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How Three Major US Cities are Preparing for Climate Change

09:00 - 22 April, 2019
How Three Major US Cities are Preparing for Climate Change, © SCAPE/City of Boston
© SCAPE/City of Boston

As the world recognizes Earth Day 2019, the public discourse is increasingly dominated by citizen action across the world manifesting a widespread fear and frustration at a perceived lack of action by governments and officials to confront the issue forthrightly. From the Extinction Rebellion protests that have gripped London, to school student strikes across 125 countries, global cities are increasingly finding themselves on the front line of a battle to limit the effects of global warming.

“We Want to Enjoy the Work, Enjoy the Fight”: In Conversation with Qing Fei and Frank Fu of Renhe Architecture

10:00 - 21 April, 2019
“We Want to Enjoy the Work, Enjoy the Fight”: In Conversation with Qing Fei and Frank Fu of Renhe Architecture, Quake Projects, Minle Houses, Mianzh. Image © Renhe Architecture
Quake Projects, Minle Houses, Mianzh. Image © Renhe Architecture

Last year I was invited to teach design studio for the first time by Tsinghua University in Beijing, home to the top architecture school in China and one of the strongest in the world, according to the latest international ratings. There, I met husband-and-wife teaching practitioners Qing Fei and Frank Fu. As soon as I witnessed their unorthodox way of teaching by challenging students with rigorous questioning, I wanted to interview them. Their innovative approach did not fit my impression of how architecture is tackled in China. Fei and Fu are Tsinghua graduates; they moved to America in the late 1980s where they studied, worked, and researched both art and architecture for almost two decades. They opened their experimental practice after coming back to Beijing in 2005. Since then they produced urban masterplans, design guidelines for public spaces in Beijing’s 798 Art Zone, and exhibited their work in galleries. We met before their class where they oversaw students’ designs for a new architecture school in place of the current one, articulating what works, what doesn’t, and how to make it a more exciting place to explore architectural possibilities. We discussed their teaching, the impossibility of solving a problem without questioning it first, why they see every one of their projects as a fight, and the importance of fun. They said, “Architecture is a game and we want to play it seriously.”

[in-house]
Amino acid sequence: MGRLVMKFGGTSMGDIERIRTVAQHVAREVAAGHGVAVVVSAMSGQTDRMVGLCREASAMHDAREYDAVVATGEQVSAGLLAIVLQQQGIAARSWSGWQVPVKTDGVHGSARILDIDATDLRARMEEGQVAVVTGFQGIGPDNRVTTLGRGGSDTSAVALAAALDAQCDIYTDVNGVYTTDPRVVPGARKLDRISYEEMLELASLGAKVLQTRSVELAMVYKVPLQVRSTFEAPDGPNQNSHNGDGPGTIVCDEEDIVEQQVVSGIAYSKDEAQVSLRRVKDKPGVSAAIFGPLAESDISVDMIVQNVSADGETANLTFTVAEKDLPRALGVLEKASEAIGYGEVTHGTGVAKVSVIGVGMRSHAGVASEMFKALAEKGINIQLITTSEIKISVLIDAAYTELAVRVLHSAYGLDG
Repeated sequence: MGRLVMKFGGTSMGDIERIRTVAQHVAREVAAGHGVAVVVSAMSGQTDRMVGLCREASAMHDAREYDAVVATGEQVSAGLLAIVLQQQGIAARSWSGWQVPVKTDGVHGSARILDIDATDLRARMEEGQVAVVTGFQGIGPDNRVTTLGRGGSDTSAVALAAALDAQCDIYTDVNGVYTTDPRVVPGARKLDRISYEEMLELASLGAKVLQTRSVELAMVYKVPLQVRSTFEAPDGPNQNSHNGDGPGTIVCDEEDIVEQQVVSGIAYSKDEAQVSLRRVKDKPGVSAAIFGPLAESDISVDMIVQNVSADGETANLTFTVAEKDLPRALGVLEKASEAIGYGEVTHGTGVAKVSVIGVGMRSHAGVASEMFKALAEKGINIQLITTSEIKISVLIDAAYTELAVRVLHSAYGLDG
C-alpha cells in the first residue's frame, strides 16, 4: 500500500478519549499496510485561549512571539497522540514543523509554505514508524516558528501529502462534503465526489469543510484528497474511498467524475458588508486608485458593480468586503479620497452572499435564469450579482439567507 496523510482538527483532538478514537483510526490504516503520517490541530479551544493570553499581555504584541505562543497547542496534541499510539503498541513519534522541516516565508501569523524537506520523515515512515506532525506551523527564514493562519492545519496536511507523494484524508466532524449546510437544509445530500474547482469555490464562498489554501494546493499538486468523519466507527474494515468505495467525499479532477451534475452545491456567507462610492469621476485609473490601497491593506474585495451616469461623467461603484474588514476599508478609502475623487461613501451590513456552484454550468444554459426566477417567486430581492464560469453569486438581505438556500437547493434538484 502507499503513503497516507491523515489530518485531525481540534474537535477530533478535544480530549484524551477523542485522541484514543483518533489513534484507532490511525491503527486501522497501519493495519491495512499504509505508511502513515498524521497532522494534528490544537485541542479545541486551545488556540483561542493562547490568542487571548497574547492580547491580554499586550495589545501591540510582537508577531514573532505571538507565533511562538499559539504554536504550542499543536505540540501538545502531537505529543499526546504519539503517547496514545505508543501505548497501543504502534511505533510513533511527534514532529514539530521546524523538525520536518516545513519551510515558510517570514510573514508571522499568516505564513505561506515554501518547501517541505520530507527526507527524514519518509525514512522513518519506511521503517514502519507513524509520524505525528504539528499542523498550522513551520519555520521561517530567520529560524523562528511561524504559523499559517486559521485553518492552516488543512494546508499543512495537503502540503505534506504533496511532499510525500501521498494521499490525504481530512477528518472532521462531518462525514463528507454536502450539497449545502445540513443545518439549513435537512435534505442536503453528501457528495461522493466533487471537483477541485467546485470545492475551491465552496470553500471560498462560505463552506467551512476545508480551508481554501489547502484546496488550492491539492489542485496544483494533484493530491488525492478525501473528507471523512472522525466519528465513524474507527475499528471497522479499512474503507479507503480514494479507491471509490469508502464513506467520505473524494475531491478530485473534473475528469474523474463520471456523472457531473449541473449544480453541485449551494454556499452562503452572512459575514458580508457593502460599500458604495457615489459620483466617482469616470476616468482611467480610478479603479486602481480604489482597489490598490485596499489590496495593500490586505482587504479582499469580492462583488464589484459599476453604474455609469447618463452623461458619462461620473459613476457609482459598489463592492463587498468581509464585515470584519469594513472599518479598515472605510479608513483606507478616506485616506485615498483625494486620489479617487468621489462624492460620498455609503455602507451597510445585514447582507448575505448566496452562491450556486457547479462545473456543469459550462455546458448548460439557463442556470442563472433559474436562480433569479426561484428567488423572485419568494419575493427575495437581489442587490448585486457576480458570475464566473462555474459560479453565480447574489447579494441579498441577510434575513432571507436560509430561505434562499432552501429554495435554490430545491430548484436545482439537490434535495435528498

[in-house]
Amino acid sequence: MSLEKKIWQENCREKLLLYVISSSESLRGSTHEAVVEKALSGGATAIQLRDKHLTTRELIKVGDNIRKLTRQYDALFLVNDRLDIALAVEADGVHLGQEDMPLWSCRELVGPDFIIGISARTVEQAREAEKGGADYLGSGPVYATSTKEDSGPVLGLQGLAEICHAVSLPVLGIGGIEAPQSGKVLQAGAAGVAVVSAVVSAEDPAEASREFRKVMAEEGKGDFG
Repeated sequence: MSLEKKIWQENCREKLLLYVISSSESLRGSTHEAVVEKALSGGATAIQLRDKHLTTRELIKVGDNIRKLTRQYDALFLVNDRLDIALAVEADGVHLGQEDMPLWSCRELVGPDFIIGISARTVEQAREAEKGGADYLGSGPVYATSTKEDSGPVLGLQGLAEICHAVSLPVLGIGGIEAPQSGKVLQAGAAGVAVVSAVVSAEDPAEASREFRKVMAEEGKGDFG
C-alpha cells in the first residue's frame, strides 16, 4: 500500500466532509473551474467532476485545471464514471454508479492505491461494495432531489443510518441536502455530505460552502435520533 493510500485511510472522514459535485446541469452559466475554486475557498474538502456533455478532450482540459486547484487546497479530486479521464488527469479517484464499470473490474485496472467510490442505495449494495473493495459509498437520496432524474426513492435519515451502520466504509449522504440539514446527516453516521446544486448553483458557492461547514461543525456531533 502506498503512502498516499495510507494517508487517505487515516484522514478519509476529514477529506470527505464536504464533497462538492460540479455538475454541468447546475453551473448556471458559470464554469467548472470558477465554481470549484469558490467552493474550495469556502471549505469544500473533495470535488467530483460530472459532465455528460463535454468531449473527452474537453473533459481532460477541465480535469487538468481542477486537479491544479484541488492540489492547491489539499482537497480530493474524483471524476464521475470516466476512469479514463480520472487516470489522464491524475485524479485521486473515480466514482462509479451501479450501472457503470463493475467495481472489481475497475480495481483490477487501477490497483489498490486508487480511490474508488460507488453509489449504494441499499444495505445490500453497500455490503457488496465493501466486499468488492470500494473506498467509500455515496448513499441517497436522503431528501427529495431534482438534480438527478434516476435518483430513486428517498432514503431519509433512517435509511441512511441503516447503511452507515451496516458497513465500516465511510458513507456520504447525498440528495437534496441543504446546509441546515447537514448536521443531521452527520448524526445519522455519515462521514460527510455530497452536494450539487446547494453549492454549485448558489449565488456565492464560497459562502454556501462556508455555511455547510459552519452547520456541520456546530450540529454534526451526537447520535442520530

Easter Egg Hunt: Architecture Edition

06:30 - 21 April, 2019
Easter Egg Hunt: Architecture Edition , © Chanel Dehond
© Chanel Dehond

Now that it's time for the Easter Holidays, kids (and young-at-heart adults) will be busy searching for colorful eggs hidden here and there. As for you architecture lovers, illustrator Chanel Dehond took egg hunts to the next level and found a way to make the activity a bit more relatable.

Take a look at Dehond's eggceptional collection of illustrations, inspired by some of your favorite structures from all over the world.